The room was full of women. Vexed women. And they were all talking as one.

-We need to do something.

-Yeah, we need to do something!

-Are we going to do everything, like always?

-We are.

The next day, Ruth got in touch with her former college colleague Jane, a bridge engineer. Village’s old bridge was in need of serious repairs. The bridge was the only link to what was known as ‘the women’s little sweet world’ – a whole street dedicated to hairstyling, confectionery, coffee drinking, manicure, beautiful dresses, perfumes, libraries, community projects, motherhood, and weepy humanitarian feelings.

At first, they asked nicely. Then they begged. Finally, they screamed. The mayor was a man. All decisional people in their village were men. And they were busy. At the pub, drinking and playing darts.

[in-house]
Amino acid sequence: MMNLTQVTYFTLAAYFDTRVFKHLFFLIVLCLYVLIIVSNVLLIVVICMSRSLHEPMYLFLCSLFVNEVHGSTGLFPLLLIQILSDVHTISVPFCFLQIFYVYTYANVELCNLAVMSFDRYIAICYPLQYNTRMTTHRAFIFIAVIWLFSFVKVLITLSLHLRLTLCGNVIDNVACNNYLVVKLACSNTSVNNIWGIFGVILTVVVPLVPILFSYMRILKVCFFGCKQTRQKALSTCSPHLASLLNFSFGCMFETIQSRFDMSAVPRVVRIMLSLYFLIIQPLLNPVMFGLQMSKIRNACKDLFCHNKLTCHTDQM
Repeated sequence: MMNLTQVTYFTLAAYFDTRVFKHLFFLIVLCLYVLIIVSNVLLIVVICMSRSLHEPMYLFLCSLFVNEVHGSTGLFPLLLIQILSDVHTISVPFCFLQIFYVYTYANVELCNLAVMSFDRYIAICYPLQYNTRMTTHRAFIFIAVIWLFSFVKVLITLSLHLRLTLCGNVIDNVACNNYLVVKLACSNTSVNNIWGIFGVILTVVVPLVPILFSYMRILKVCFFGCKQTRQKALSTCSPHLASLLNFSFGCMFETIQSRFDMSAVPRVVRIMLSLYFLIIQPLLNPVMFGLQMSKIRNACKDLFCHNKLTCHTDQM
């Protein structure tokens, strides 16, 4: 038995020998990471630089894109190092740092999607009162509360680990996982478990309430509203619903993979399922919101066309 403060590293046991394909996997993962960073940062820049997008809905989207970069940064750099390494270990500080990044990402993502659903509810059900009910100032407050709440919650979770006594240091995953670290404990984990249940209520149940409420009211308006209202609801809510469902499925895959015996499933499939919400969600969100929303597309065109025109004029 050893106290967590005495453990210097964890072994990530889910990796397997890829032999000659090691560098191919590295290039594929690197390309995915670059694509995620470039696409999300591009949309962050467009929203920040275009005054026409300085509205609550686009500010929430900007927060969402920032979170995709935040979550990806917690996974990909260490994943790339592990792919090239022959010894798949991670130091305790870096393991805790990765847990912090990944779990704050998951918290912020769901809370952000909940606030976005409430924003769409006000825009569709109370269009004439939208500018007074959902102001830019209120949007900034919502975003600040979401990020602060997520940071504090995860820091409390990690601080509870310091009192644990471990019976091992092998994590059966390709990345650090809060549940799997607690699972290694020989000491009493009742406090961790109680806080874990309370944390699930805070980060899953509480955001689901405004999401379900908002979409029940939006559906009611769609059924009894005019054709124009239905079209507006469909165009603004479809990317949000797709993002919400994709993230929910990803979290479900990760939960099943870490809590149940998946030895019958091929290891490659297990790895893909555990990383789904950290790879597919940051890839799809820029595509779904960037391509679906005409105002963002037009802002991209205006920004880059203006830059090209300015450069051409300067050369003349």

After one week of not seeing much of their wives, girlfriends, mothers, and daughters, the men declared their arrogance pandemic and called for a meeting at the pharmacy. The pharmacist was also a man. But not the doctor. The doctor was an Elizabeth, and she refused any non-emergency consultations until the bridge was cleared by the Bridges Authority.

-So, all our savings are gone.

The manager of the bank’s branch in their village was also a woman.

-The artifacts left by my father disappeared too.

-Does anybody have seen my Picasso?

All men were crying dry.

The bridge was inaugurated on a rainy day, just before noon. The men presented themselves half an hour earlier, but they were prevented from stepping over the bridge. By the first women police officer in the village’s history.

At the other end of the rainbow was so much beauty, that, by comparison, the sun looked like a feeble daffodil.